Constitution Daily

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Will the next 50 years fulfill the promise of the last 50 years?

August 6, 2015 by J. Christian Adams


(credit: Vox Efx)
(credit: Vox Efx)

This commentary is part of a blog symposium honoring the 50th anniversary of the Voting Rights Act. Other contributions come from Roger Clegg, Rick HasenKermit Roosevelt and Brianne Gorod.


It is true to the point of cliché that the Voting Rights Act of 1965 is the most successful piece of civil rights legislation in the nation’s history. You’ll hear a lot of that this week, and you should.


The reason the Voting Rights Act is the most successful piece of civil rights legislation is because it implemented the dreams of the post-Civil War radical Republicans. They wanted all people to be treated equally without regard to race. They wanted the law to act as a great leveler that prevented the law from giving favors or building barriers based on skin color.


The authors of the 15th Amendment saw firsthand the bloody price paid for that principle in places like Antietam, Gettysburg and Chickamauga. Yet it took almost a century to implement their dream fully.


But many pushing the clichés about the Voting Rights Act this week ignore signs of trouble.


Should the law be enforced in a race-neutral manner? America is changing, and what was once a majority in some areas no longer is. Will the Voting Rights Act be enforced to protect all Americans, or just those politically favored by the party in power?


The record the last decade isn’t good.


Many of the civil rights groups trumpeting about the Voting Rights Act this week were hostile to its enforcement in Noxubee County, Mississippi. There, a black political machine systematically discriminated against a white minority. The machine tossed out the ballots of white voters and engaged in wholesale voter fraud to protect the black political majority.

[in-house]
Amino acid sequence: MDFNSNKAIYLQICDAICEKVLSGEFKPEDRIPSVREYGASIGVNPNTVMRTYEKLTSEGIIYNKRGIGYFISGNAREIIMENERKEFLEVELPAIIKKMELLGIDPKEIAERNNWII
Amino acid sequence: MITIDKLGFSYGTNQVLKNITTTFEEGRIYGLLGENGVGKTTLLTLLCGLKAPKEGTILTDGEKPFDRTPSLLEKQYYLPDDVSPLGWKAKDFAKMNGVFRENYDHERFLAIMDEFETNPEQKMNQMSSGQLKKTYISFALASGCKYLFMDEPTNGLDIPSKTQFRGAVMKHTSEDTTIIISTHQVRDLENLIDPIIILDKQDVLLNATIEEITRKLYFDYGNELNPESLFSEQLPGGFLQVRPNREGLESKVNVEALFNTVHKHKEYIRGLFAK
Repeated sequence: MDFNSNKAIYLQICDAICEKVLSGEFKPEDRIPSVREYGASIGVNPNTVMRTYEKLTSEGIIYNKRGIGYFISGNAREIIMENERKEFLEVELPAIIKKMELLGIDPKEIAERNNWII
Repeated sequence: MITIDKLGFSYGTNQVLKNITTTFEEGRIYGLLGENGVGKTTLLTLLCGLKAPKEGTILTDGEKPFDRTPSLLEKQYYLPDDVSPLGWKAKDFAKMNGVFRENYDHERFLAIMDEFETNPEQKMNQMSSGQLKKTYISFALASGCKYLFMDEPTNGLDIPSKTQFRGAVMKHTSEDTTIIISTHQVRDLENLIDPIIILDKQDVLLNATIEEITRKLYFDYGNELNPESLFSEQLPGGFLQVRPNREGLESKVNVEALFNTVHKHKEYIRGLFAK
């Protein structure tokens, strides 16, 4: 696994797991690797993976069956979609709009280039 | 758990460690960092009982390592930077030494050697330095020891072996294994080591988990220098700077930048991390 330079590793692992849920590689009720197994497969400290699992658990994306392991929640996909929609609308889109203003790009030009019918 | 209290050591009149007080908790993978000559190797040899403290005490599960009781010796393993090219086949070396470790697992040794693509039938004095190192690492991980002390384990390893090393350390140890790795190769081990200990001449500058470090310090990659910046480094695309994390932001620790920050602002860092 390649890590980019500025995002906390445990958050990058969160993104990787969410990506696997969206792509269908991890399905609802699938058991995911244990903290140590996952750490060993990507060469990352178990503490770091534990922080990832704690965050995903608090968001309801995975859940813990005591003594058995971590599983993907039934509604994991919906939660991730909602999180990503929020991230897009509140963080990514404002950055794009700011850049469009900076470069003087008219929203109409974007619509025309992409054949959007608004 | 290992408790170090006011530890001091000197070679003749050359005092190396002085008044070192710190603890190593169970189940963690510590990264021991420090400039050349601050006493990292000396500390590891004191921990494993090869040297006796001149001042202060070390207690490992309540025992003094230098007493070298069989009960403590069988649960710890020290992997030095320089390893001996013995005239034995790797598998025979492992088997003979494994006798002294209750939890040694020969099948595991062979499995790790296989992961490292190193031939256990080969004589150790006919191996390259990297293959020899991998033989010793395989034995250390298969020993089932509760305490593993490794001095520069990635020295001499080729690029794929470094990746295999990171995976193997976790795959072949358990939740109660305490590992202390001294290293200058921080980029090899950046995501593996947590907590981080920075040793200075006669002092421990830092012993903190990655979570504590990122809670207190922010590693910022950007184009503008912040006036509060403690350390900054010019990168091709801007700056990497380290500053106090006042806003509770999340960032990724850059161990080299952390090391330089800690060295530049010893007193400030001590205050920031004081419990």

The response from the civil rights groups to the Voting Rights Act case I helped pursue in Noxubee County at the Justice Department? Shameful. At best they ignored the case, and at worst they criticized it. They said the Voting Rights Act was designed only to help certain favored races. In a changing nation, that view is dangerous.


The federal courts did what these groups were too afraid to do and used the Voting Rights Act to rule against the black political machine.


Neither can the biggest advocates of the law this week be found on the island of Guam. That territory has a law that limits the franchise in a special election to only native Chamorros. Officials at the Obama Justice Department could have done something about this racially discriminatory rule, but that’s not part of their agenda. Instead, my client, retired Major Dave Davis has gone to federal court under the Voting Rights Act without the help of civil rights groups or the DOJ.


If advocates want the Voting Rights Act to remain popular among all Americans, they better start supporting using the Voting Rights Act to protect all Americans, not just some.


Another brewing danger is the use of the Voting Rights Act for partisan purposes. Some don’t seem to care. One Stanford law professor even wrote an article called “Democrats at DOJ: Why Partisan Use of the Voting Rights Act Might Not Be So Bad After All.”


When racial polarization means that a particular minority group votes overwhelmingly as a block for one political party, the Voting Rights Act can become a partisan weapon. Attacks against state election integrity laws using the Voting Rights Act in places like North Carolina appear more to be an effort to aid Democrats than defend equality of opportunity.


The Voting Rights Act is successful because it requires electoral systems to disregard race. It requires a majority to treat a minority like they would want to be treated. It has a profound moral gravity behind it. But efforts to move the law away from this moral foundation will eventually endanger its broad support. It was a law designed to end the grant of electoral power based on race.


When the law is used to protect some races, and not all races, the moral force behind the law is weakened. When the law is used to protect partisan interests, the moral force behind the law is corrupted. Let’s hope the founding principles behind the 15th Amendment illuminate the next 50 years of Voting Rights Act enforcement.


J. Christian Adams is the President and General Counsel of the Public Interest Legal Foundation. He served from 2005 to 2010 in the Voting Section at the United States Department of Justice. He is also the author of the New York Times bestseller, Injustice: Exposing the Racial Agenda of the Obama Justice Department.


Editor’s note: Commentaries appearing on Constitution Daily reflect the opinions of their authors, and not those of the National Constitution Center.


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